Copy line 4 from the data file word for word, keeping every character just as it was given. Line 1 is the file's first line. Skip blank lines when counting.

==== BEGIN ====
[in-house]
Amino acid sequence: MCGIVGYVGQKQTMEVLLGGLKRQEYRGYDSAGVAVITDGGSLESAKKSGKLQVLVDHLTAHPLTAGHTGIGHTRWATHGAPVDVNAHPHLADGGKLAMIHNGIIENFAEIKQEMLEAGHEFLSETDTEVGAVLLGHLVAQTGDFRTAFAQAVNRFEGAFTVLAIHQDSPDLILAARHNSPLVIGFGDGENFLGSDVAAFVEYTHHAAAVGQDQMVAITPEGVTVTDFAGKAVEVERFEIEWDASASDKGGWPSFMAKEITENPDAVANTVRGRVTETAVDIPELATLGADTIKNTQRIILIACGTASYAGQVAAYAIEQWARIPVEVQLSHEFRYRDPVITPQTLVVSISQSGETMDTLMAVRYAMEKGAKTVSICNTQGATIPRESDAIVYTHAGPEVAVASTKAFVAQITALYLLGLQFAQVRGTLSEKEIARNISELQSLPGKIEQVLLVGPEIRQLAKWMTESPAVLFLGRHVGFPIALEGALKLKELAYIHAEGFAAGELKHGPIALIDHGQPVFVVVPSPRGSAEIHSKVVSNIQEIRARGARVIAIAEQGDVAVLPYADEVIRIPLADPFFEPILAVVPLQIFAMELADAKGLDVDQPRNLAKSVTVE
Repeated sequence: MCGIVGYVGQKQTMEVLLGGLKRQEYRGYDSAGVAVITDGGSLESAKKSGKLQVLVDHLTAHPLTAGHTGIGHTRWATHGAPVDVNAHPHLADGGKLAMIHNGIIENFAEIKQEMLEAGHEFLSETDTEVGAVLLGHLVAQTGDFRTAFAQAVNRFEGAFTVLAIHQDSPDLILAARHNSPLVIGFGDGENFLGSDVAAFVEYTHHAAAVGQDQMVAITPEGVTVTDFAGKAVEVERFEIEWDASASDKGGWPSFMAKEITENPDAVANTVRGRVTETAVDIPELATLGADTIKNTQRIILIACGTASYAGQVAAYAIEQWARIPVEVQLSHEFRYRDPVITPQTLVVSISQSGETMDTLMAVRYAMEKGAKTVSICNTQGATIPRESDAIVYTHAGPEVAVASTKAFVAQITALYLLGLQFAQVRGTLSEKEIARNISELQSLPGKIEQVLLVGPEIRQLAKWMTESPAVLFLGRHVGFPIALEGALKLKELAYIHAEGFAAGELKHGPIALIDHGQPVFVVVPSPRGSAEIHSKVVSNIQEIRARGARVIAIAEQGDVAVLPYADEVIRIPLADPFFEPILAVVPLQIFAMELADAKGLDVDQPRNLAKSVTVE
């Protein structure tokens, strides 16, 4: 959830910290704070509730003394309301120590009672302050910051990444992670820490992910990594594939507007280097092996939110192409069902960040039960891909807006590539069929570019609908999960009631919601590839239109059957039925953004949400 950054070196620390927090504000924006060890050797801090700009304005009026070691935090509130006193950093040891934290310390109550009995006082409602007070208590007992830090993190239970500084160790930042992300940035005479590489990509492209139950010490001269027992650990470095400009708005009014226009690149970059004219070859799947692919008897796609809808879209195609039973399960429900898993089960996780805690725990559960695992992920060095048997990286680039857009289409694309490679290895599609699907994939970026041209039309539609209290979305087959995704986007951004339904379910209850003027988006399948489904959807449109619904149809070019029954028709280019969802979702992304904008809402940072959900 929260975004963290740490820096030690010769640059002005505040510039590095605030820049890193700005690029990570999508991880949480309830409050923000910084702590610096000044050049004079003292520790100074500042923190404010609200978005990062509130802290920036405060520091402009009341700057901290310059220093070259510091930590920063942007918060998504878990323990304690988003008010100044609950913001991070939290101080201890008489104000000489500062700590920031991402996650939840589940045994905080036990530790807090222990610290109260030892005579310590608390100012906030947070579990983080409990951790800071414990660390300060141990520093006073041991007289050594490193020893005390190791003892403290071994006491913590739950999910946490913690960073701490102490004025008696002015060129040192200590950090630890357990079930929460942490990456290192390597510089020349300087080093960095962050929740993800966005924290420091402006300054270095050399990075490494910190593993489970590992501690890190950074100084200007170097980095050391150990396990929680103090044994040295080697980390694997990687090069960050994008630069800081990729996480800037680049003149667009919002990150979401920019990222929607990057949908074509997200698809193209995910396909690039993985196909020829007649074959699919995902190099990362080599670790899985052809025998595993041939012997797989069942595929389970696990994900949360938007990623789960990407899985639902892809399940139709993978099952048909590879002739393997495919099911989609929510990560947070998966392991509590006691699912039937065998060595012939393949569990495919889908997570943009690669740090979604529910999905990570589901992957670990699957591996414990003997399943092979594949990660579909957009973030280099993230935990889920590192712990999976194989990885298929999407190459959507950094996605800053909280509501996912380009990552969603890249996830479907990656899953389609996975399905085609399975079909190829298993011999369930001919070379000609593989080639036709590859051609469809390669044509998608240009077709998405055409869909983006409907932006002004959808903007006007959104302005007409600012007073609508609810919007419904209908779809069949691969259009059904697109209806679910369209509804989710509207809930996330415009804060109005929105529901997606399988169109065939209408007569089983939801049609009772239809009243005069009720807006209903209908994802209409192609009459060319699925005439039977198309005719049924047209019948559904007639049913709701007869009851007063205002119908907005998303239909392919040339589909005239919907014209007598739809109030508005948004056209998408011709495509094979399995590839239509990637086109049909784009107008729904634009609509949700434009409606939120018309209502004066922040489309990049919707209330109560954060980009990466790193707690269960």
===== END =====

């Protein structure tokens, strides 16, 4: 959830910290704070509730003394309301120590009672302050910051990444992670820490992910990594594939507007280097092996939110192409069902960040039960891909807006590539069929570019609908999960009631919601590839239109059957039925953004949400 950054070196620390927090504000924006060890050797801090700009304005009026070691935090509130006193950093040891934290310390109550009995006082409602007070208590007992830090993190239970500084160790930042992300940035005479590489990509492209139950010490001269027992650990470095400009708005009014226009690149970059004219070859799947692919008897796609809808879209195609039973399960429900898993089960996780805690725990559960695992992920060095048997990286680039857009289409694309490679290895599609699907994939970026041209039309539609209290979305087959995704986007951004339904379910209850003027988006399948489904959807449109619904149809070019029954028709280019969802979702992304904008809402940072959900 929260975004963290740490820096030690010769640059002005505040510039590095605030820049890193700005690029990570999508991880949480309830409050923000910084702590610096000044050049004079003292520790100074500042923190404010609200978005990062509130802290920036405060520091402009009341700057901290310059220093070259510091930590920063942007918060998504878990323990304690988003008010100044609950913001991070939290101080201890008489104000000489500062700590920031991402996650939840589940045994905080036990530790807090222990610290109260030892005579310590608390100012906030947070579990983080409990951790800071414990660390300060141990520093006073041991007289050594490193020893005390190791003892403290071994006491913590739950999910946490913690960073701490102490004025008696002015060129040192200590950090630890357990079930929460942490990456290192390597510089020349300087080093960095962050929740993800966005924290420091402006300054270095050399990075490494910190593993489970590992501690890190950074100084200007170097980095050391150990396990929680103090044994040295080697980390694997990687090069960050994008630069800081990729996480800037680049003149667009919002990150979401920019990222929607990057949908074509997200698809193209995910396909690039993985196909020829007649074959699919995902190099990362080599670790899985052809025998595993041939012997797989069942595929389970696990994900949360938007990623789960990407899985639902892809399940139709993978099952048909590879002739393997495919099911989609929510990560947070998966392991509590006691699912039937065998060595012939393949569990495919889908997570943009690669740090979604529910999905990570589901992957670990699957591996414990003997399943092979594949990660579909957009973030280099993230935990889920590192712990999976194989990885298929999407190459959507950094996605800053909280509501996912380009990552969603890249996830479907990656899953389609996975399905085609399975079909190829298993011999369930001919070379000609593989080639036709590859051609469809390669044509998608240009077709998405055409869909983006409907932006002004959808903007006007959104302005007409600012007073609508609810919007419904209908779809069949691969259009059904697109209806679910369209509804989710509207809930996330415009804060109005929105529901997606399988169109065939209408007569089983939801049609009772239809009243005069009720807006209903209908994802209409192609009459060319699925005439039977198309005719049924047209019948559904007639049913709701007869009851007063205002119908907005998303239909392919040339589909005239919907014209007598739809109030508005948004056209998408011709495509094979399995590839239509990637086109049909784009107008729904634009609509949700434009409606939120018309209502004066922040489309990049919707209330109560954060980009990466790193707690269960």